Despite his obvious talent, Åke Göransson’s life was impoverished, hard and much too short. He died a mere forty years old, suffering from severe tuberculosis and schizophrenia. In his years as an artist, he managed, however, to create several paintings that have continued to fascinate and amaze. He told those close to him that he tried to arrive at something he called “färgformen”, the colour-form, which, according to him, distinguished itself from “sinnesformen”, the sense-form, through its rootedness in an inner reality.

In the 1930s this inner reality started to take over as Åke Göransson became increasingly mentally ill. When he painted the works ”Eva” and ”Sleeping Man”, his health was already badly deteriorated. The art critic Tord Bäckström has poetically described Göransson’s paintings from this period as showing a “growing distance between the seer and the seen, as if the artist took pains to capture a reality that had already decamped and left him.”

Åke Göransson was born in 1902 in Veddige, Halland County, but lived most of his life in Gothenburg. In 1937 he was admitted to Lillhagen Hospital, where he remained until his death in 1942.

Painting of nude woman standing
Åke Göransson, Eva, 1930–1932 Photo: Moderna Museet

Karin Parrow, Långedrag (1937)

Karin Parrow’s landscape painting ”Långedrag” presents itself like an exalted musical interplay of colours. The clear resonance of the tones – in green, purple and orange – sings from the canvas. The image also carries a pull inwards, amplified by the long purple brushstrokes along the road disappearing in the depths of the landscape. The eye acquiesces, passing the vertical poles of the lampposts, like a melody weaving through a musical stave. If we, instead, lift our gaze to the fiery sky, this forward motion abates, allowing our eyes to rest on the landscape.

Karin Parrow was part of the circle of artists often referred to as the Gothenburg Colourists. They had all studied under Tor Bjurström at Valand Academy and distinguished themselves with their free and bold exploration of colours. Encouraged by their Paris-taught mentor, they developed a style of expressionist painting based on sensual and poetic colour experiences, in which form often played a subordinate part.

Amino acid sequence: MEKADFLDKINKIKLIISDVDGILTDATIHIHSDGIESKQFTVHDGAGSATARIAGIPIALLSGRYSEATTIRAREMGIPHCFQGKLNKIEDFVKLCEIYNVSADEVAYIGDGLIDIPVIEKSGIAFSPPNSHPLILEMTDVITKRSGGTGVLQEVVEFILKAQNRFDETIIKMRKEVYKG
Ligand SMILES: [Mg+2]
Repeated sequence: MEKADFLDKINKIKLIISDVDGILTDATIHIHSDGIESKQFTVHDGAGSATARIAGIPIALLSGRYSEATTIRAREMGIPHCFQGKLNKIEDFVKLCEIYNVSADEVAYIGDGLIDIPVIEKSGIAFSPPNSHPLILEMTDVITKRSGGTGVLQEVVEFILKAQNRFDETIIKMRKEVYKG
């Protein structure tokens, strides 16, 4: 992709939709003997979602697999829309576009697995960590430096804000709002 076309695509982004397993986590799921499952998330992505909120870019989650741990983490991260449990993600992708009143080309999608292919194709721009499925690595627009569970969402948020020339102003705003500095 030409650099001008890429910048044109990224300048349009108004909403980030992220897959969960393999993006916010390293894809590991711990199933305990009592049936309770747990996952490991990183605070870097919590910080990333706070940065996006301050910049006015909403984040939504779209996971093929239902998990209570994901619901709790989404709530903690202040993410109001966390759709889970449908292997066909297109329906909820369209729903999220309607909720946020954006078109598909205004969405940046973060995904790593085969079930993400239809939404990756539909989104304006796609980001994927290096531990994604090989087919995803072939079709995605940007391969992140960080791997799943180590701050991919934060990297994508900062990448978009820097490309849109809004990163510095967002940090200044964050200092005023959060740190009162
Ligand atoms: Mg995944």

Although Karin Parrow exhibited regularly and her work often garnered positive reviews, she has frequently been omitted from texts about the Gothenburg Colourists. Art history has paid much greater attention to her male colleagues, like Ivan Ivarson, Inge Schiöler, Åke Göransson and Ragnar Sandberg. Parrow shares this fate of being overshadowed by the male artists of her time with many other talented women. In recent decades, however, interest in female modernists has grown and with it, recognition of Karin Parrow’s painting.

Karin Parrow (née Taube) was born in 1900 on the island Vinga in Gothenburg’s archipelago, and died in Gothenburg in 1984.

Landscape with road, houses and mountains
Karin Parrow, Långedrag, 1937 © Karin Parrow/Image copyright 2021 Photo: Albin Dahlström/Moderna Museet Bildupphovsrätt 2021

Wassily Kandinsky, Improvisation No 2, Funeral March (1908)

Around 1908, Wassily Kandinsky’s paintings begin to show his gradual transition towards abstraction. In ”Improvisation No 2., Funeral March”, the figurative elements have not yet entirely disappeared. From the left of the picture frame comes a rider on a white horse with a long, bent neck. On the right, four other figures can be seen. The atmosphere is almost sacred. In his manifesto from 1912, ”On the Spiritual in Art”, Kandinsky explained that what interested him was a style of painting that lacked figurative motifs. He did not, however, strive for pure abstraction – the spiritual content should be highly palpable.

The Expressionists – and Wassily Kandinsky is considered one of its most prominent members –asserted the intrinsic expressive potential of colour. An intense red or a powerful tone of blue can in itself conjure feelings and reactions in the viewer, regardless what the red or blue depicts. In this case, the subtitle of the painting – ”Funeral March” ­­– evokes the tones of an emotionally charged piece of music performed on a solemn, serious occasion, perhaps a funeral. For Kandinsky every shade of colour had the ability to evoke a special musical tone. Colour becomes music, and music colour.

Horses and riders were recurring themes in the work of Kandinsky, as well as fellow artist Franz Marc. They were perhaps taken with the power of riders or crusaders, who had historically laid the world at their feet. They probably saw themselves as the messengers of a new spiritual era. In 1911 in Munich, Kandinsky, Marc and a number of fellow artists formed the group Der Blaue Reiter – The Blue Rider.

Wassily Kandinsky was born in 1866 in Moscow in what was then the Russian Empire. He died in 1944 in Neuilly-sur-Seine in France.

Painting by Wassily Kandinsky
Wassily Kandinsky, Improvisation No 2, Funeral March, 1908